I connected the following AC chopper circuit to control the brightness of a lamp and it is working as expected.

Expected behavior: I observe that when the pulse is 0, the light is completely off. When I connect the pulse to 1, it is glows with full brightness.

Resistive load to AC chopper

When I connected an AC universal motor in parallel with light bulb as shown below, the circuit was damaged.

AC chopper for Universal motor

Explanation of bad functionality: When I saw the circuit is damaged, I moved back to the first circuit with just light bulb. I observe that when the pulse is 0, the light is glowing with low brightness. When I connect the pulse to 1, it is glowing with full brightness.

After the damage, I observed that the gate source voltage is behaving as expected but the MOSFET is not switching off completely.

Please suggest what corrections I can make. I am using a bulb in parallel with the motor to provide freewheeling.

The optocoupler I am using is given below.

Optocoupler chip

Edit: More info:

When I connected the motor, I kept the MOSFET in off-state. As soon as I connected the plug, the motor started rotating. It didn't take any on/off cycles to damage the circuit.

Oscilloscope results: When I checked the wave forms, I observed the following.

The optocoupler output when input it zero (0V).

Optocoupler output when input it 0V

The optocoupler output when input it one (5V).

Optocoupler output when input it 5V

The Drain-Source voltage in off-state

Drain-Source voltage in off-state

The Drain-Source voltage in on-state The Drain-Source voltage in on-state

New understanding: The waveform of gate source voltage should be full wave rectifier, but it looks like a half wave rectifier. So, I suspect the diodes of the bridge rectifier are not working.

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    \$\begingroup\$ It could be the motor draws too much current; it might be there is a large inductive "kick' causing high-voltage spikes across the motor... more info needed. \$\endgroup\$ Oct 21, 2021 at 2:15
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    \$\begingroup\$ What's the turn-on and turn-off time of that MOSFET via that optocoupler? \$\endgroup\$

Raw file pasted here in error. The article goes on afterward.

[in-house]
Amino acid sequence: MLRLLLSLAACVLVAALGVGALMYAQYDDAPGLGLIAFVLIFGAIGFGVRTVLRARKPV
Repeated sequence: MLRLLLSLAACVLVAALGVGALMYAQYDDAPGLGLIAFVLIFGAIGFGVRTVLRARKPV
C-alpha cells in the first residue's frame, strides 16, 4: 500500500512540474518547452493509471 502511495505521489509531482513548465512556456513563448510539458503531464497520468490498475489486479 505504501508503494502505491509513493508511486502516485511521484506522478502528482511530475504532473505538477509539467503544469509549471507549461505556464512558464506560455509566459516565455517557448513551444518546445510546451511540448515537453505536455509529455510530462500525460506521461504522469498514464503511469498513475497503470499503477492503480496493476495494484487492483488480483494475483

– winny
    Oct 21, 2021 at 9:58
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    \$\begingroup\$ Didn’t answer my question. Hook up your oscilloscope and measure Vgs. \$\endgroup\$
    – winny
    Oct 21, 2021 at 14:02
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    \$\begingroup\$ @winny, You are right. Observing with oscilloscope gave a better idea of the problem. I cannot post images in the comments, I am updating information in the question. \$\endgroup\$
    – SKGadi
    Oct 22, 2021 at 13:48
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    \$\begingroup\$ Whoa! Are you sharing ground on both sides of your rectifier? \$\endgroup\$
    – winny
    Oct 22, 2021 at 14:08

2 Answers 2


I think you should place a RC or RCD snubber parallel to transistor DS. Al least look the avalanche rating of the MOSFET, yours has only few tens of mJ energy, also the rated current is questionable - only 2A.


When you switch the MOSFET off, the current has to flow further since the inductor current is always continuous function of time, so it can't drop to zero immediately. For this reason, the Vds voltage rises at very high level until the MOSFET enters in avalanche mode. The entire inductor energy \$\dfrac{L\cdot i^2}{2}\$ is dumped in the MOSFET. If this energy exceeds the max. allowable, then the transistor will got damaged.

Better yet to not use the avalanche mode, rather use a RCD snubber.

Is this snubber needed for MOSFET?

enter image description here

When the MOSFET goes off, the inductive energy is stored into a capacitor, which is emptied upon next turn on - through a limit resistor.

  • \$\begingroup\$ I will update the circuit. However, I want to point the fact that the circuit damaged as soon as I plugged it in. I didn't even switch on the MOSFET. It was in off-state before I plugged in. \$\endgroup\$
    – SKGadi
    Oct 21, 2021 at 13:29

I finally found the answer. Based on the comments and suggestions from the community, I used oscilloscope and tested step by step and found that one of the diodes is failing in the bridge circuit. I replaced the bridge circuit with a new one and it is working as expected.

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    \$\begingroup\$ It is quite likely that a snubber is necessary to drive a motor, as others have suggested. Replacing the rectifier may help temporarily, but without the snubber, you may have a new failure. \$\endgroup\$ Nov 3, 2021 at 15:43

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